This recurring feature lets me review what has recently passed my bloodshot pupils. So pull up a chair, break out the sarcasm filter and welcome to:
Mr. Zad’s comic critique
Justice League of America, Nos. 0 and 1
(DC Comics, $2.99 and $3.99, respectively)
Best-selling thriller author and architect of DC Comics’ popular miniseries Identity Crisis, Brad Meltzer, begins the construction of a new era for the Justice League of America. Issue No. 0 begins the fun and takes fans down memory lane with the trio of stars that have led the team for the past 46 years.
The book quickly establishes the intense friendship developed by Superman, Batman and Wonder Woman through a series of vignettes drawn by legends in the sequential art industry.
Names such as George Perez, Dick Giordano, Dan Jurgens, Howard Porter and Jim Lee each leave their style upon a few of the 24 pages that chronicle significant incidents that have shaped the league through the years.
From an initial meeting in the Batcave by the three to the wedding of Donna Troy to the apparent death of Superman to the Seven Soldiers struggle, Mr. Meltzer covers a ton of real estate but delivers helpful context and a seamless entry point for his era of the JLA.
While Issue 0 drips in nostalgia, the official first issue of the new series establishes the current nonexistent state of the team as the three heroes decide to reassemble a superhero force in the simplest way they can — by a vote on each prospective member.
As Superman, Batman and Wonder Woman decide who to ask to join, the mighty android Red Tornado, one of my favorite heroes, is introduced as the major player to Mr. Meltzer’s story arc. Red Tornado, blown apart in the Infinite Crisis, has been put back together by Doc (Metal Men) Magnus, and in opening scenes, his true love Kathy Sutton waits by his body for his spirit to return.
Ed Benes has been tasked to illustrate the new series, and his style is just not slick enough to handle the enormity of this project. I have been too saturated with the Jim Lee school of design and hard-core Wildstorm (an offshoot of DC Comics) superhero comics to completely love what he offers to the Justice League.
Overall, I am not sure how many times readers can deal with the shenanigans of comic-book publishers who feel they need to reinvent a series to boost sales. However, fans should give this new Justice League a chance, if only based on how Mr. Meltzer handled his Identity Crisis.
Absolute Kingdom Come
(DC Comics, oversized hardcover, $75)
To honor the 10th anniversary of a fantastic sequential-art event, DC has put together a potent package that really showcases the original series’ designs and story details.
Back in 1996, a four-issue epic celebrated DC Comics’ place in popular culture history when writer Mark Waid helped create a tale about a potentially apocalyptic superhuman war. The rich backdrop gave legendary artist Alex Ross a chance to paint an incredible amount of characters from the publisher’s lineup of villains and heroes.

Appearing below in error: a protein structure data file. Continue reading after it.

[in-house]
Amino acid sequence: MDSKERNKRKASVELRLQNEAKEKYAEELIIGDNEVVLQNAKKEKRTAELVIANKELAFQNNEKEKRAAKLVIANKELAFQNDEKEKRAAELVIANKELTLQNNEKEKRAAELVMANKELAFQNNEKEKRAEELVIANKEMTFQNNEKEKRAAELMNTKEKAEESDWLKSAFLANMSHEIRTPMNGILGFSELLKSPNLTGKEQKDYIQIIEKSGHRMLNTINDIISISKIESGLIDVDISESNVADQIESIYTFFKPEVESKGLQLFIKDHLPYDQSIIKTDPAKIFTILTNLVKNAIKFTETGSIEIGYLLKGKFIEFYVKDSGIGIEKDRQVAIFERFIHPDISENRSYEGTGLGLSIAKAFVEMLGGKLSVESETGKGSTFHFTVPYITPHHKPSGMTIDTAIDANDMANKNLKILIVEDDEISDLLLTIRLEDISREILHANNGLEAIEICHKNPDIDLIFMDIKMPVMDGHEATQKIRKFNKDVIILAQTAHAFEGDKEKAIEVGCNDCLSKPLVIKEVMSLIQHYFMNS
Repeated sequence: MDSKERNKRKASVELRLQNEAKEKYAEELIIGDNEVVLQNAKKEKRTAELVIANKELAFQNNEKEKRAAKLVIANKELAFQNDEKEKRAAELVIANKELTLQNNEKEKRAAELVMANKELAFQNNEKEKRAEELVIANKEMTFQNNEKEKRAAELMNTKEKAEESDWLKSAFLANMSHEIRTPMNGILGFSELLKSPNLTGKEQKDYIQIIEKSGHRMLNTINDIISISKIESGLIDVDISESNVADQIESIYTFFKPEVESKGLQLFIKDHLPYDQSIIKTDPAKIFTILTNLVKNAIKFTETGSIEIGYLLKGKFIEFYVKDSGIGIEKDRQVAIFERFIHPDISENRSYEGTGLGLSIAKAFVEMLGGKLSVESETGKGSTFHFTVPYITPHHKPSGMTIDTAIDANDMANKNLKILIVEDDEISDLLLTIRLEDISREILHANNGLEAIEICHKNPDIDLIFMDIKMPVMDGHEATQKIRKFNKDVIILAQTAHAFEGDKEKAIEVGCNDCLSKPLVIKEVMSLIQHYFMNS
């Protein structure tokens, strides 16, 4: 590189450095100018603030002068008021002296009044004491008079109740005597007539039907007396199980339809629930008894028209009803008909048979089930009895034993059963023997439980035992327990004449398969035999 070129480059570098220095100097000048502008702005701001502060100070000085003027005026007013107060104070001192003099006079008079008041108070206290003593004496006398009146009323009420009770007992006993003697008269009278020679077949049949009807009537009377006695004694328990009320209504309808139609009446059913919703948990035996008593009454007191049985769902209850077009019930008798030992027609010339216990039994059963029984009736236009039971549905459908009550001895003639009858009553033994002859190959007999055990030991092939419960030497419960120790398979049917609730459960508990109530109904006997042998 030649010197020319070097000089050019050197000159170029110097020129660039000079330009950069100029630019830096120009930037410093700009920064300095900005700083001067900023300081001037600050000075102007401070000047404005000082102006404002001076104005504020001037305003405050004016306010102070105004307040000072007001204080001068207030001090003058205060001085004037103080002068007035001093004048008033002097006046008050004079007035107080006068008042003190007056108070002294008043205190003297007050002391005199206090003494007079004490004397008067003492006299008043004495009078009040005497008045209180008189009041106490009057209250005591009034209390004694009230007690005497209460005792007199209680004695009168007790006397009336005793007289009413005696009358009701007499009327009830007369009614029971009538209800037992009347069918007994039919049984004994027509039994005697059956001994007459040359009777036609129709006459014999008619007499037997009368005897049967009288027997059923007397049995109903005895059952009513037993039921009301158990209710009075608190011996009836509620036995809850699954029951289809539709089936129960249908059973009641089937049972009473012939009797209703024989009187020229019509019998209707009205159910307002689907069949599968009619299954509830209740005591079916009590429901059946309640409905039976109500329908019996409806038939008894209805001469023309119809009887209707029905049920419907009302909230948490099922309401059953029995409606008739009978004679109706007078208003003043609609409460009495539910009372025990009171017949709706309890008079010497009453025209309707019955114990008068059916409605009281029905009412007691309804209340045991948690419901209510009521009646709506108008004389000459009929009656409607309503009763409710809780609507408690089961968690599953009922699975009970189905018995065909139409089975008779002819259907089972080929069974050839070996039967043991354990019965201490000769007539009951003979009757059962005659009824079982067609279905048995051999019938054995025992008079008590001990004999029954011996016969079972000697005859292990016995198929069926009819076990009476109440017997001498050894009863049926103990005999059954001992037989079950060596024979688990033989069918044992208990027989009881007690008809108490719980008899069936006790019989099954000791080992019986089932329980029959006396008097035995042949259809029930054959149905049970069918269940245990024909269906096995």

The new, 340-page edition is a slipcased dream come true. At 25 percent larger than the average comic book, this edition showcases each page from the story as an artistic masterpiece while clearly highlighting why Mr. Ross is one of the industry’s best.
The price is easily justified by the extra content, almost 50 pages worth, composed of interviews with the creative team, genealogy of the characters, loads of sketches, annotations and notes, most of the artwork created for the ancillary license of the series (trading cards, action figures, magazine covers, posters, etc.) and the new wraparound cover art by Mr. Ross.
The Incredible Hulk, Nos. 92 to 95
(Marvel Comics, $2.99 each)
Earth’s premiere weapon of mass destruction for the past 44 years gets his chance to reap destruction on another world in an extended story arc aptly titled “Planet Hulk.”
Writer Greg Pak (X-Men: Phoenix — Endsong) offers a tale that places the misunderstood hero on Sakaar after a space shuttle trip, initiated by his supposed superhero pals and SHIELD, that had his craft sucked into a wormhole and deposited on the savage planet.
The story makes film director Ridley Scott’s “Gladiator” look like a Three Stooges short as the Hulk is forced to band with a group of misfits to brutally fight some nearly unstoppable foes before bloodthirsty audiences.
His team, comprised of a member of the X-Men-hating Brood and a fellow I have not seen since the Thor’s Journey in Mystery days, the rock-skinned Korg, was a welcomed walk down memory lane for this comics fan.
Fantastic cover art from Jose Ladronn overshadows the work of the series regular penciler Carlo Pagulayan, and that is really too bad. Mr. Pagulayan delivers a ferocious interpretation of the Hulk, but my eyes were already too mesmerized by Mr. Ladronn’s work to fully adjust to his efforts.
Expect the Planet Hulk story line to continue into 2007 and potentially become one of the most important of the Green Goliath’s career.
Fans will also want to grab the one-shot, Giant Size Hulk: Planet Hulk No. 1 ($4.99) that offers a pair of new stories. Unfortunately, neither of these is as powerful as the reprint of the classic Peter David and Dale Keown tale, Hulk: The End, which also is included.
Moon Knight, Nos. 1 and 2
(Marvel Comics, $2.99 each)
Gorgeous yet brutal artwork by David Finch highlights the downfall of Marc Spector and his white-costumed mercenary in a new six-part miniseries.
Writer Charlie Huston’s mature, violent story turns Mr. Spector into a wheelchair- bound, pill-popping junkie in the first couple of issues. However, I bet the former avatar for the Egyptian god of vengeance still desires to be the famed comic-book hero, and readers will want to stick around for the fireworks.
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